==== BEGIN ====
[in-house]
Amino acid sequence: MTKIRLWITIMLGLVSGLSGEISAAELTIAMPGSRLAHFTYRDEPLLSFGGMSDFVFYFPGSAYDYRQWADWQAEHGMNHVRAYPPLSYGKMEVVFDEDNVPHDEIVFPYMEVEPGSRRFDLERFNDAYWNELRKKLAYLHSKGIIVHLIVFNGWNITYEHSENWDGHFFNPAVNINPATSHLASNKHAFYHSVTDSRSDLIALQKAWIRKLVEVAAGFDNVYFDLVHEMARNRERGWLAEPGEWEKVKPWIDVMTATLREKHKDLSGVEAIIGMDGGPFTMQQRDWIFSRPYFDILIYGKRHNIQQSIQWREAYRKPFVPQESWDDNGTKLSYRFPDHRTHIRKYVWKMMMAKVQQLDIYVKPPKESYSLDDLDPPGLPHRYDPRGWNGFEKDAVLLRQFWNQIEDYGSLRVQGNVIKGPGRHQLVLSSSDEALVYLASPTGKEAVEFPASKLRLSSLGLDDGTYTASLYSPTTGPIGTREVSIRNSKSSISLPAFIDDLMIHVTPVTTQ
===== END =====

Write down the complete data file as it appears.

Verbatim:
[in-house]
Amino acid sequence: MTKIRLWITIMLGLVSGLSGEISAAELTIAMPGSRLAHFTYRDEPLLSFGGMSDFVFYFPGSAYDYRQWADWQAEHGMNHVRAYPPLSYGKMEVVFDEDNVPHDEIVFPYMEVEPGSRRFDLERFNDAYWNELRKKLAYLHSKGIIVHLIVFNGWNITYEHSENWDGHFFNPAVNINPATSHLASNKHAFYHSVTDSRSDLIALQKAWIRKLVEVAAGFDNVYFDLVHEMARNRERGWLAEPGEWEKVKPWIDVMTATLREKHKDLSGVEAIIGMDGGPFTMQQRDWIFSRPYFDILIYGKRHNIQQSIQWREAYRKPFVPQESWDDNGTKLSYRFPDHRTHIRKYVWKMMMAKVQQLDIYVKPPKESYSLDDLDPPGLPHRYDPRGWNGFEKDAVLLRQFWNQIEDYGSLRVQGNVIKGPGRHQLVLSSSDEALVYLASPTGKEAVEFPASKLRLSSLGLDDGTYTASLYSPTTGPIGTREVSIRNSKSSISLPAFIDDLMIHVTPVTTQ